Last week the San Bernardino County Board of Supervisors and the San Bernardino County Safety Employees’ Benefit Association (SEBA), the union representing the county’s sworn law enforcement officers, received the neutral mediator’s report regarding a labor dispute over salary and benefits for the county’s sworn personnel. The labor dispute has been going on since last year, and SEBA declared impasse in December 2015, making a way for the sides to use the services of a mediator.
All indications are that the Board of Supervisors is not in any hurry to accept fully the mediator’s recommendations. Since the board’s closed session on Tuesday where the dispute appears on the agenda, SEBA president, Laren Leichliter, sent out an email entitled “Lip Services or Commitment to Public Safety?” The title alone suggests there is still distance between what the mediator recommended and the county is willing to fork out.
Sheriff’s deputies, along with a number of other classifications within county service, contend that they are underpaid in comparison to those holding similar positions in nearby counties. In the last six years under the leadership of Chief Executive Officer, and with the backing of the Board of Supervisors, San Bernardino County has become a training ground where inexperienced candidates are hired over experienced candidates, receive their training at San Bernardino County expense, and then move on to greener pastures in other counties.
Several board members have been particularly supportive of this approach to county employment. First District Supervisor Robert Lovingood and Second District Supervisor Janice Rutherford have long opposed providing county employees with competitive salaries. Lovingood, in particular, who owns a temporary employment agency, has often advocated for the use of temporary, minimum wage employees, lamenting that county employees are lazy and overpaid.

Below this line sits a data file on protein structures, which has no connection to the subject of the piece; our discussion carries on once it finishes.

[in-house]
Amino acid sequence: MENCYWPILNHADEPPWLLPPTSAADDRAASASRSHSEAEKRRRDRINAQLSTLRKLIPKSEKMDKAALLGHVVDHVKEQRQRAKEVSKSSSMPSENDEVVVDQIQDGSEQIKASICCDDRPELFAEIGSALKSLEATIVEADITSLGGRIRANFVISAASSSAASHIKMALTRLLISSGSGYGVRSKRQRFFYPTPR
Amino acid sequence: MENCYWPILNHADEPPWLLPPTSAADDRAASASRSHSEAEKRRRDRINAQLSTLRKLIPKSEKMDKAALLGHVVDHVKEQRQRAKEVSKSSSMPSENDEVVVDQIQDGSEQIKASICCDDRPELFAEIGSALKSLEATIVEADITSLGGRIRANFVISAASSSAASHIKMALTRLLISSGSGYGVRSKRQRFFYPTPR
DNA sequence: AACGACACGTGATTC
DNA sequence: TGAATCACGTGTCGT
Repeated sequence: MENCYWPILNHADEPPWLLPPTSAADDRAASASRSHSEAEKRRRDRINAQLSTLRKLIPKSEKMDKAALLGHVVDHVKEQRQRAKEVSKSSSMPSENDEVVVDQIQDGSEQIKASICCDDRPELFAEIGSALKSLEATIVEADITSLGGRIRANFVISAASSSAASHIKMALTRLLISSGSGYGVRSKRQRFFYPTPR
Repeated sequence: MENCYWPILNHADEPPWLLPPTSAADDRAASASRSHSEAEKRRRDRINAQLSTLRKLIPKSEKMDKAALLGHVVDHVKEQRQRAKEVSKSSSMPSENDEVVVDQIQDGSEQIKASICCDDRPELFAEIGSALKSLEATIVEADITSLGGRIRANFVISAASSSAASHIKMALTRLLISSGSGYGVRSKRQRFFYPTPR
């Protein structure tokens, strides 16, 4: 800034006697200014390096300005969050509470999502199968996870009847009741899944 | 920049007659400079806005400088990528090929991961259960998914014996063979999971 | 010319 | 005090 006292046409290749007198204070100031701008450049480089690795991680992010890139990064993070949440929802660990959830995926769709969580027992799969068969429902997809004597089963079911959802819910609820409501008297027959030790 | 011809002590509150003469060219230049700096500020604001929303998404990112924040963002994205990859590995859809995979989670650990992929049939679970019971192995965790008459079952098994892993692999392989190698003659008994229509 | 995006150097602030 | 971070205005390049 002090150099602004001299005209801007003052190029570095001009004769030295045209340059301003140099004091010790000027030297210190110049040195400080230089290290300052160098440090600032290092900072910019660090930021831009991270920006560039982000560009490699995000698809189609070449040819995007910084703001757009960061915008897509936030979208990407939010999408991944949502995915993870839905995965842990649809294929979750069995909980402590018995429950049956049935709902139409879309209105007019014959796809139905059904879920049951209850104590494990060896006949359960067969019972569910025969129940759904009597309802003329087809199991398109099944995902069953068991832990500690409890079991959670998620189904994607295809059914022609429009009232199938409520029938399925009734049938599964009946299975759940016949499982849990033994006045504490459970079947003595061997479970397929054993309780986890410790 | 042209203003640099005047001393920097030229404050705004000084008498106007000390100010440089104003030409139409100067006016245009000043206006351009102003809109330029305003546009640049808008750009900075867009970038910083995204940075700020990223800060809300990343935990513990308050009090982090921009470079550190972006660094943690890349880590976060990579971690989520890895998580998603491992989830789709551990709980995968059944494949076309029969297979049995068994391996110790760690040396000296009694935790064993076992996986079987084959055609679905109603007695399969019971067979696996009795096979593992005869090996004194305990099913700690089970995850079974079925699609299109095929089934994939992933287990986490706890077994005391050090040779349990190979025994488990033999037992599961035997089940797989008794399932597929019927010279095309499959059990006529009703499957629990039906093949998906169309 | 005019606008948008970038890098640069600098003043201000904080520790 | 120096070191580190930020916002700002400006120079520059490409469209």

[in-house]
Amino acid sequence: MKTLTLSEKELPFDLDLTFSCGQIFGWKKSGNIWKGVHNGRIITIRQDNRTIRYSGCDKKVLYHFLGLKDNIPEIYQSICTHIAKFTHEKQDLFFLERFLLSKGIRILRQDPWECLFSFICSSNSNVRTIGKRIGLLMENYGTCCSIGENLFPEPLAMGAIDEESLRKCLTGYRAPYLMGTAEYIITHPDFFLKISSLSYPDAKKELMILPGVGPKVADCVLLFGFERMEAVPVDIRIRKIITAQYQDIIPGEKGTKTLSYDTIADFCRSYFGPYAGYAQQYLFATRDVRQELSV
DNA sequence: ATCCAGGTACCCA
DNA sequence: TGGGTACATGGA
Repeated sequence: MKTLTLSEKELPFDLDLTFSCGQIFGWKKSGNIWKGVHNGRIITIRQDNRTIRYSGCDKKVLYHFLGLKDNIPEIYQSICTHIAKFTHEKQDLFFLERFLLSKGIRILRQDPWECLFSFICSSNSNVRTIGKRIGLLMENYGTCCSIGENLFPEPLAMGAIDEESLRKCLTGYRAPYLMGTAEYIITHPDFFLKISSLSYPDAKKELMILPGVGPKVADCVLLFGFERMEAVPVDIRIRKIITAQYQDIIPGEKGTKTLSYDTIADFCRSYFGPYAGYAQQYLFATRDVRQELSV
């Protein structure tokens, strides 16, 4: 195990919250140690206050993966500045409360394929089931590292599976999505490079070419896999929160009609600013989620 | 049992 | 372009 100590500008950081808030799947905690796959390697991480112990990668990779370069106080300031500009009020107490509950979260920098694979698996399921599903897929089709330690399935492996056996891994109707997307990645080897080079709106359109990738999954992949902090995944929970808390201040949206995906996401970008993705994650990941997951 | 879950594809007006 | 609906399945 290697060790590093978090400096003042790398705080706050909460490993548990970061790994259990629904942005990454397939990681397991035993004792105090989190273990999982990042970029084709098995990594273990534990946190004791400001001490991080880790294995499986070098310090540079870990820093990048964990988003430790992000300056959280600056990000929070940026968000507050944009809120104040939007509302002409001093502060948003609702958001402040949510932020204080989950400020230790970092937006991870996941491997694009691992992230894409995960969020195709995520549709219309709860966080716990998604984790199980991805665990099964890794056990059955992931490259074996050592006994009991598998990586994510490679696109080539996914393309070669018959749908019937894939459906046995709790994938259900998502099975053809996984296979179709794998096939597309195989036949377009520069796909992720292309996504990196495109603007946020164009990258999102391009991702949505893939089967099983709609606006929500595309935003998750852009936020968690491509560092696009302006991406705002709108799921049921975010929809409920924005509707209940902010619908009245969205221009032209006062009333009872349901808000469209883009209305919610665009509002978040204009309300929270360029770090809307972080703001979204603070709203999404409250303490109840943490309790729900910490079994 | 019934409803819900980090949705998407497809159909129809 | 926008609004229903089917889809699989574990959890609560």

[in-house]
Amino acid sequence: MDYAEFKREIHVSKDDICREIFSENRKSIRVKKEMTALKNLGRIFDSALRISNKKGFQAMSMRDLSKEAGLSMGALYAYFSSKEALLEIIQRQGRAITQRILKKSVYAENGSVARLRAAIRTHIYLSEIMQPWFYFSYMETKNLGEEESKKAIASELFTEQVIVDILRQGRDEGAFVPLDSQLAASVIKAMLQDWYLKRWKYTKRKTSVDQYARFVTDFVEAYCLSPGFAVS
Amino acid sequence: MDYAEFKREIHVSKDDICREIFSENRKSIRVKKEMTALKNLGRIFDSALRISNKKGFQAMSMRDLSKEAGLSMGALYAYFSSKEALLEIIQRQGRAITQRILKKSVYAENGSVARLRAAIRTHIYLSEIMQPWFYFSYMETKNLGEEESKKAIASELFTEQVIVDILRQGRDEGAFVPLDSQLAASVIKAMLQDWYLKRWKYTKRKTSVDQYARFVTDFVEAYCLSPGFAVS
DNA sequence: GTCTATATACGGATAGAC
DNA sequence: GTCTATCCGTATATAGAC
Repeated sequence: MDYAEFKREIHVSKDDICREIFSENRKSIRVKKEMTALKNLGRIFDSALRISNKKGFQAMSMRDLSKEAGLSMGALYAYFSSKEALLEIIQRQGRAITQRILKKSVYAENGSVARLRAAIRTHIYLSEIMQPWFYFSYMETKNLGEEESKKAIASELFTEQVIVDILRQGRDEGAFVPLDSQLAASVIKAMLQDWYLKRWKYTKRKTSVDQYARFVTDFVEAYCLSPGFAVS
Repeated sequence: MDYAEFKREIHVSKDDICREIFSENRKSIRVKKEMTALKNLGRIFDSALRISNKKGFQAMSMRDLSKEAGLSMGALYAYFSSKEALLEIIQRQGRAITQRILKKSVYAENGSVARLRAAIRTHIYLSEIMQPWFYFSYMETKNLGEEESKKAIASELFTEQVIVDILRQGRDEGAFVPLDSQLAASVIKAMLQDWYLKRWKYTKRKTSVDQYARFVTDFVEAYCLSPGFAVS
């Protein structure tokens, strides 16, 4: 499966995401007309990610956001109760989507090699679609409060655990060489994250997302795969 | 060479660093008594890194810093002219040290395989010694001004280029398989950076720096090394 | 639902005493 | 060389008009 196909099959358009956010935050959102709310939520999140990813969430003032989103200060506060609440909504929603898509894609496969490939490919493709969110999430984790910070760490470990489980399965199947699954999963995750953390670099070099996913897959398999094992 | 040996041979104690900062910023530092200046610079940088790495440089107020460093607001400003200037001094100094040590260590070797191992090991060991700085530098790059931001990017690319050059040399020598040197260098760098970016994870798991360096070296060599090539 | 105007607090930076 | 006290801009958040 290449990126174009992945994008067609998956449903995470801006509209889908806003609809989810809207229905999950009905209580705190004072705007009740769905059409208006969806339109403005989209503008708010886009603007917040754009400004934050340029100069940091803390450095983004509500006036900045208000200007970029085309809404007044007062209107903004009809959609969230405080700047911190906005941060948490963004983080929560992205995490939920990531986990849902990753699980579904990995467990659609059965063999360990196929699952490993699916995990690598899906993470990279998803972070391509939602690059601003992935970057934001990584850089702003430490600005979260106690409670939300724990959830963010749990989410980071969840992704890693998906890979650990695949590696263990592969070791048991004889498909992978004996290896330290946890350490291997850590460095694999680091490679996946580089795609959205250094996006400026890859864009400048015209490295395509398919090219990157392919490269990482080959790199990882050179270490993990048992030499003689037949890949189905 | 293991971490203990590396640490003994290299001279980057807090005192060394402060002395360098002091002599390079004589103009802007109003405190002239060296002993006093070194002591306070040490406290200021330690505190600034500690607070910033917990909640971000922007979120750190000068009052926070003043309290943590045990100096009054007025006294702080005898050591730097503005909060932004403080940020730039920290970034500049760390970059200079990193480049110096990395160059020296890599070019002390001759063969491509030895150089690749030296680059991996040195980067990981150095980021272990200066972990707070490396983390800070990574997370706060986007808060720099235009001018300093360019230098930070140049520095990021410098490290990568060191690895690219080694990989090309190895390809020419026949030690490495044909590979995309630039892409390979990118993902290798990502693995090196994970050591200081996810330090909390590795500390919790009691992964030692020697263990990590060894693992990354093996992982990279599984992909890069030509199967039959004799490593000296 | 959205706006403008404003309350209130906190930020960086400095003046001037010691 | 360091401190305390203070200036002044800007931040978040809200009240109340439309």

The mediator recommended 3 percent raises on July 1, 2016, July 1, 2017, and July 1, 2018 along with other adjustments. The report can be found on SEBA’s website.
Although the county’s response has not been released, Lolita Harper, Director of Public Relations for SEBA, stated in an email to byteclay.com, “The report very clearly shows two things: deputies are deserving of a raise and the County has the absolute financial ability to make it happen.
“The report also represents what the negotiation process is about: compromise. Compromise is not a word we would use to describe the County’s negotiation philosophy. However, we are looking to the Board of Supervisors to be the true leaders of this county and make the right decision that keeps public safety as a top priority,” Harper concluded. The comment suggests the county doesn’t like the mediator’s compromise.
In Leichliter’s email, he reminded readers of what county leaders claimed after the Dec. 2, 2015, massacre in San Bernardino. “When the terrorists hit us on December 2nd, the Board of Supervisors was quick to praise the First Responders,” he wrote.
“They sent newsletters, held press conferences, and as recent as last week held an award ceremony honoring deputies’ actions on that horrific day. We appreciate their support but are waiting to see if their actions match their words,” Leichliter continued.
Leichliter went on to remind readers of the sacrafices his union’s member made when asked. “When the County was broke we helped by forgoing raises and giving up $28 million in additional concessions, which the County said they would reinstate. After four years, they have not kept their promise.
“Now the County is sitting on a $450 million surplus, and just spent an additional $5 million to get public input on the multi-million-dollar project titled the ’county-wide vision,’” said Leichliter. “Will the Supervisors do the right thing and agree to the mediators report?”
With Lovingood involved in a hotly contested election, it remains to be seen if he will soften his stance toward raises for the sheriff’s deputies or continue to be one of the most outspoken in support of Devereaux’s hard-ball approach toward labor organizations. First District opponents, Paul Russ, Bill Holland, Angela Valles, and Rick Roelle, are all strong supporters of county law enforcement and none have expressed the vitriol towards county employees that Lovingood has expressed.